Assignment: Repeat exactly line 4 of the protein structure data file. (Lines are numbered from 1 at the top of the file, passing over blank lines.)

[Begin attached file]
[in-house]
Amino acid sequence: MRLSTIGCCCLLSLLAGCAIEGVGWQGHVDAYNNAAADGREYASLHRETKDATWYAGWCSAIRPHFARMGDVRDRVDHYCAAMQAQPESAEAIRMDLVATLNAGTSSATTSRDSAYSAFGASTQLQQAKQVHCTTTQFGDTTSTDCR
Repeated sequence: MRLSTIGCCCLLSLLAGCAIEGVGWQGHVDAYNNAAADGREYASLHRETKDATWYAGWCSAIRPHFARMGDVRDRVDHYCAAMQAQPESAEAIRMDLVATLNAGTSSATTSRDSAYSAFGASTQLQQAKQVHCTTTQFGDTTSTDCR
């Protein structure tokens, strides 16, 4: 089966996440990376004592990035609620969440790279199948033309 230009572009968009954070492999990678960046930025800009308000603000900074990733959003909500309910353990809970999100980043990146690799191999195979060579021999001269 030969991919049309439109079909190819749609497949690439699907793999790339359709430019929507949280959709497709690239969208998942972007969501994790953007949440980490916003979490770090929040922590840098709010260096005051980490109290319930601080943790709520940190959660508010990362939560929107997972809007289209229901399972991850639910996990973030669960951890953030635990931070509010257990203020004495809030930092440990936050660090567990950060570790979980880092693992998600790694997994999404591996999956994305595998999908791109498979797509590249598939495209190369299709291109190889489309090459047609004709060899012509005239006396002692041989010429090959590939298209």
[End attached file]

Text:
């Protein structure tokens, strides 16, 4: 089966996440990376004592990035609620969440790279199948033309 230009572009968009954070492999990678960046930025800009308000603000900074990733959003909500309910353990809970999100980043990146690799191999195979060579021999001269 030969991919049309439109079909190819749609497949690439699907793999790339359709430019929507949280959709497709690239969208998942972007969501994790953007949440980490916003979490770090929040922590840098709010260096005051980490109290319930601080943790709520940190959660508010990362939560929107997972809007289209229901399972991850639910996990973030669960951890953030635990931070509010257990203020004495809030930092440990936050660090567990950060570790979980880092693992998600790694997994999404591996999956994305595998999908791109498979797509590249598939495209190369299709291109190889489309090459047609004709060899012509005239006396002692041989010429090959590939298209």